Diagnosing has bipolar disorder “the risk of the child

 

 

 

 

Diagnosing Bipolar Disorder in Pediatric
Populations: Fact or Fiction

Kyle R. Kendall

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University of Massachusetts, Amherst

 

 

 

 

 

 

 

 

 

 

 

 

 

 

 

 

 

Diagnosing bipolar disorder in pediatric
populations poses a special challenge as it is clinical accepted that the
presentation of bipolar is significantly differs from that of adults. However,
under the constraints of the DSM-V the criteria for diagnosing bipolar disease is
primarily based on research and studies conducted on adults thus leaving a
large margin of error when it comes to diagnosing a pediatric patient using this
criterion.  I believe that in fact
bipolar along with several other mental disorders begin to manifest during the
adolescence years, but they present themselves differently than that of a
classical presentation of an adult, largely in part due to the fact that the
adolescent is still developing and is heavily influenced by the living and social
environment they live in and spend most of their time in. According to Singh,
(2008) It is estimated that if one parent has bipolar disorder “the risk of the
child being diagnosed is 15-30% which increase to 50-75% if both parents have
bipolar”

I would say the largest issued in this topic is
that the DSM fails to provide a comprehensive evaluation to allow a clinician
to come to a definitive diagnosis whether that be pediatric bipolar disorder or
something along the lines of Pre-pubertal onset
manic depressive disorder. An example of what this might look like would be the
FIND assessment paired with both the YRMS and P-YMRS which would give you a three-sided
evaluation of the patient and provide a clinician with more information to make
a better destination as to the severity of the disorder. Singh, (2008) also
remarks that to a large extend the child’s environment plays a huge role,
meaning that a child may not have bipolar but due to a high stress environment
with several influencing factors may mimic symptoms of the disorder and
therefore be misdiagnosed. Using a tool such as the one aforementioned would
significantly reduce misdiagnosis as well as cut down on the number of pharmaceuticals
being prescribed to pediatric patients.

I come from a family with a history of depression, growing up I
was exposed to it almost constantly and my behavior began to show signs of
bipolar, (i.e drastic changes in mood) I began to mimic behavior that I was
seeing around me. My father acted as my advocate with my doctors as they looked
to the DSM as some sort of “cookie cutter overlay” and because I presented with
the criteria for pediatric bipolar disorder they wanted to start me on an aggressive
treatment of mood stabilizers as well as antidepressants.  Had my father not stepped in I can only begin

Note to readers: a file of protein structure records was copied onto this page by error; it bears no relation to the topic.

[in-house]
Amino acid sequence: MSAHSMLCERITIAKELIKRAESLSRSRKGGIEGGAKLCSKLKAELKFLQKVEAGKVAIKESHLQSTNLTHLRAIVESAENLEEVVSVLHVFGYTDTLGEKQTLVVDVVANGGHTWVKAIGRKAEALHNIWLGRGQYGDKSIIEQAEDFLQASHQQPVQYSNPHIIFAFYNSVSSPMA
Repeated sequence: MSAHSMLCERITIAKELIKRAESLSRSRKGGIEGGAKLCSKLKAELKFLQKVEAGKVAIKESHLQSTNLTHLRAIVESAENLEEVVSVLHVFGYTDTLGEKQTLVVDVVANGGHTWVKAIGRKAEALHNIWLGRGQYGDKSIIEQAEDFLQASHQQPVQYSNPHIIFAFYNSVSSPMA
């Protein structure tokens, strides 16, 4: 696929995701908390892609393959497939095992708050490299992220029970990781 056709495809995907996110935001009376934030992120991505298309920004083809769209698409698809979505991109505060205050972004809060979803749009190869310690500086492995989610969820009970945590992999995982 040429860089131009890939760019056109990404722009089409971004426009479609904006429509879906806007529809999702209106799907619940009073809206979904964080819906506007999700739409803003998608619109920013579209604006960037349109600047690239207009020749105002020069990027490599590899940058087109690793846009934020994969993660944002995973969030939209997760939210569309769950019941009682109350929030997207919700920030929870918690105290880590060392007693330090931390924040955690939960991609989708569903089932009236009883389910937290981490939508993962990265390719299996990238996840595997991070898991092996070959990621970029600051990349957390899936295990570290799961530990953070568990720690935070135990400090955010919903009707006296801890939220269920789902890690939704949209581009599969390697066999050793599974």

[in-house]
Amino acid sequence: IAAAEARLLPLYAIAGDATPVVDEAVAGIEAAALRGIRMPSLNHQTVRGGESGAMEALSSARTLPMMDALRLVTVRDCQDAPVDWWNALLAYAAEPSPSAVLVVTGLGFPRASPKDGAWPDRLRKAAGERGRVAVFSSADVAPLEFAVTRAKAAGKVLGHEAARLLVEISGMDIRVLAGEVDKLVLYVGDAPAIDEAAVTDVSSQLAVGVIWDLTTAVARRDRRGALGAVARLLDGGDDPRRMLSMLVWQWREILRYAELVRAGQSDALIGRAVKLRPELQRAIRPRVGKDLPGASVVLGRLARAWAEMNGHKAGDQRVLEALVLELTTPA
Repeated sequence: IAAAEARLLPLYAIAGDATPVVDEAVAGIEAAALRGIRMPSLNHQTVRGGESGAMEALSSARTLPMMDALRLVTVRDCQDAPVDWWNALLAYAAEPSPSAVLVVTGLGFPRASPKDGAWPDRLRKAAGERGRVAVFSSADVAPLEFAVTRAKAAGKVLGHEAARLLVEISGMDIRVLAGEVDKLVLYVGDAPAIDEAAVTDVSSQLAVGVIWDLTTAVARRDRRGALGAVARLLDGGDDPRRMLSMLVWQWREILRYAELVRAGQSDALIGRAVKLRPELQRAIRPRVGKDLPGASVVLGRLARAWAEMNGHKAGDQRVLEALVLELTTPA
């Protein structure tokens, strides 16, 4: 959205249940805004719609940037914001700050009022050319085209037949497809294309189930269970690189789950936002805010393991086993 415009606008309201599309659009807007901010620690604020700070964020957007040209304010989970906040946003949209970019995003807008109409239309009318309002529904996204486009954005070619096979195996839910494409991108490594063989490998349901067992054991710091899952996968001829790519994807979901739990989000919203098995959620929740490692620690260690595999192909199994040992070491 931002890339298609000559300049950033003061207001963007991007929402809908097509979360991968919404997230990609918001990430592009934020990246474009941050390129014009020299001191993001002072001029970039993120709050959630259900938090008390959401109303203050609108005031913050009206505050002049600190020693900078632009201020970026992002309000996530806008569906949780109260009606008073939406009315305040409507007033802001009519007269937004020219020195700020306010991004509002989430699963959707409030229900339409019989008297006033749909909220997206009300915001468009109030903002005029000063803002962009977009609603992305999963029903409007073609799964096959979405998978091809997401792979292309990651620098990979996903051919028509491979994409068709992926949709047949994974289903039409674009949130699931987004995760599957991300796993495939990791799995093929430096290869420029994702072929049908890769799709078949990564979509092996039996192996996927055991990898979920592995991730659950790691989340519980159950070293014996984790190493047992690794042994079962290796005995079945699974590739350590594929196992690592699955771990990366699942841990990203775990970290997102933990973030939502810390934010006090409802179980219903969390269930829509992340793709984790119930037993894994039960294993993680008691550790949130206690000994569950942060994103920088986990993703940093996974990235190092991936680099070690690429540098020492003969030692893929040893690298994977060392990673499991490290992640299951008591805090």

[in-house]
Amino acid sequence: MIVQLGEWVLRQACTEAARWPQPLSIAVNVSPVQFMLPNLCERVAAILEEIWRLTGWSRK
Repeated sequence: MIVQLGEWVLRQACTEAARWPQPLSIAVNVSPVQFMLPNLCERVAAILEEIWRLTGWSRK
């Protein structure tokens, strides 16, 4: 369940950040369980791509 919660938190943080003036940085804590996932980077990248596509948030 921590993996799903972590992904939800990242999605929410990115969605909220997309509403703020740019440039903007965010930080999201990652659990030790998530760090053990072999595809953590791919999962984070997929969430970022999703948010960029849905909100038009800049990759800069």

to imagine where and what my life would be like today. Studies have shown that
by simply removing the child from their everyday living environment for a small
amount of time (as little as 72 hours) that a child’s behavior who does not
actually meet criteria for a bipolar diagnosis will begin to normalize. (Martin,
2017)

In conclusion, I feel that bipolar disorder should be diagnosed
as early on as possible, with the notion to ensure all aspects of the child’s
daily life being taken into consideration as well as an extensive interview
with the child’s caregivers and parents prior to any clinical diagnosis or
treatment. Singh, (2008) reports that it can take on average up to 10 years to
properly diagnosis and treat a patient with bipolar, so why not try to get
ahead of the curve. Once a diagnosis is reached the treatment should rely as
little on pharmaceuticals as possible and the dosage and medication should be
reevaluated at each visit to the clinician.  There is a reason that doctors “practice”
medicine because there is no clear cut diagnosis and treatment plan for all
patients that present with a certain condition, the same cannot be more true in
the field of psychology. Given the proper time and tools to evaluate a pediatric
patient  I feel that a conclusive
clinical diagnosis of bipolar can be achieved amongst the pediatric aged
population. During the process all aspects of abnormal psychology need to be
evaluated to ensure that there

is not a single reason as for the child’s behavior and actions
other than that of a clinical diagnosis of bipolar.

 

 

 

 

 

 

 

 

 

 

 

 

 

 

 

 

 

 

 

 

 

 

 

 

 

References

 

Parry, Peter I., and Edmund C. Levin. (2012)
“Pediatric Bipolar Disorder in an Era of “Mindless”
Psychiatry”.” Journal
of Trauma and Dissociation” 51-68. 

 

Singh, T. (2008). “Pediatric Bipolar Disorder: Diagnostic
Challenges in Identifying Symptoms and Course of Illness.” “Psychiatry” (Edgmont), 5(6), 34–42.

 

Stringaris, A., Baroni, A., Haimm, C., Brotman, M., Lowe, C.H., Myers, F. … and Leibenluft, E. ((2010). “Pediatric bipolar disorder versus severe mood dysregulation:
Risk for manic episodes on follow-up”. “Journal of the American Academy of Child and Adolescent
Psychiatry” 49: 397–405.

 

Martin, A., Bloch, M., and Volkmar. F. (2017)”Lewis’s
Child and Adolescent Psychiatry”(5th ed.). Lippincott Williams&
Wilkins (LWW)

 

 

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